“After 9/11: Wiring Networks for Security and Liberty”

The following talk will seek to do three things: first, understand how the attacks on 9/11, and the subsequent anthrax attacks, have succeeded in compromising our networks; second, suggest how early American communication networks played a central role in winning American independence from the British Imperial system. Finally, I will end this talk by arguing that 9/11 should not mean that we reconfigure American networks by bartering away our liberty in the name of security. Instead, in the wake of 9/11, we should think through ways to make our networks more secure by making them more robust, more extensive, and more intelligent.

Future of Public Higher Education in California

Marc Bousquet argues that public education has become less and less democratic. Primary and secondary public educational institutions are now run as if they were corporations. The metrics used to determine performance and productivity are vapid and intended on supporting administrations at the expense of students and faculty. Teachers and faculty are working harder to meet business-inspired goals, for example “testing to the test”, rather than producing graduates who have powerful analytical/critical skills. He demonstrates that so far the Obama Administration has consistently backed this ongoing process especially given the appointment of Arne Duncan as the Secretary of Education. Moreover, he focuses on why these changes are undermining students’ freedom of expression and democratic rights. He concludes with some suggestions on how faculty, students and the public might respond to these challenges. Christopher Newfield notes that part of the loss of US competitiveness is due to the decline of its educational system especially in California which had been the model for public education for the US from the early 1960s onward. Moreover, education funding has declined as fees have increased. He outlines how the general funding model for education has changed significantly at the expense of the middle class: larger gaps in educational attainments; plummeting access to elite institutions by lower classes; and status reproduction through selectivity of the most gifted students (weighted in favor of private institutions). He suggests that this process can be turned around if new goals are established that assess success rooted in the accumulation of social capital and new more sophisticated accounting procedures that separate out different types of funding including the number of students taught and the true cost of corporate-sponsored short-term oriented research. He finishes with an agenda to push for these reforms and others.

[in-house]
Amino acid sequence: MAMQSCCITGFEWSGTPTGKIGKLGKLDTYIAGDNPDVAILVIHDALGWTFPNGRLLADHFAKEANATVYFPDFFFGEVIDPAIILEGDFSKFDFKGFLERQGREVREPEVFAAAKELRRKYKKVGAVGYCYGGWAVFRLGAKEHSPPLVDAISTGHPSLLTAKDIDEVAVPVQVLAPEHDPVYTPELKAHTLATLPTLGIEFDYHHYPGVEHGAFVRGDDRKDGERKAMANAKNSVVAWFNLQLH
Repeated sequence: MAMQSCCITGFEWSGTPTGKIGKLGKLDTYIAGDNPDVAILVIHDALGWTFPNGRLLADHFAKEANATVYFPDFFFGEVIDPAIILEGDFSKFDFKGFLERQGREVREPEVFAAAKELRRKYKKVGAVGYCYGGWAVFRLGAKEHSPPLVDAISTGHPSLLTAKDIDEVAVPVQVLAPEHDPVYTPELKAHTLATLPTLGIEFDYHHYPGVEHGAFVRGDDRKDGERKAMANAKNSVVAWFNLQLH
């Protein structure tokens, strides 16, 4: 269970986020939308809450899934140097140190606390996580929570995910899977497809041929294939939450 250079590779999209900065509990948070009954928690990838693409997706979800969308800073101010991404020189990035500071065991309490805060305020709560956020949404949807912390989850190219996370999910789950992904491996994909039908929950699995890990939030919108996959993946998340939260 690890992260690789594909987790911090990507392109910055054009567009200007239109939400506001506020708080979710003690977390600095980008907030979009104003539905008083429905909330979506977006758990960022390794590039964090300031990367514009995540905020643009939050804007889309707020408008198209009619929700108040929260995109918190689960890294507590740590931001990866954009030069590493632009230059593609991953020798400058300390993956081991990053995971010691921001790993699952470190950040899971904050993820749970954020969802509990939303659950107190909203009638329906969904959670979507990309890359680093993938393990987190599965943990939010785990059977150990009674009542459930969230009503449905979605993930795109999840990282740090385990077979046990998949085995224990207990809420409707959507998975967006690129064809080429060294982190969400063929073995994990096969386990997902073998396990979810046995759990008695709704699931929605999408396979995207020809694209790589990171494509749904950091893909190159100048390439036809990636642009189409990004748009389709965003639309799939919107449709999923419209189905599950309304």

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Other Recent Work (2)

The Invention of a Public Machine for Revolutionary Emotion: the Boston Committee of Correspondence

In this essay I will explore how, during the build up to the American Revolution, a new communications technology and the expression of public sentiments became constitutively co-implicated.

Henry Fielding

Henry Fielding(1707-1754) was playwright, journalist, reforming magistrate, and the inventor of the comic novel in English. Out of Fielding’s practice of literature and law there emerges the concept of society as a complex, interdependent totality.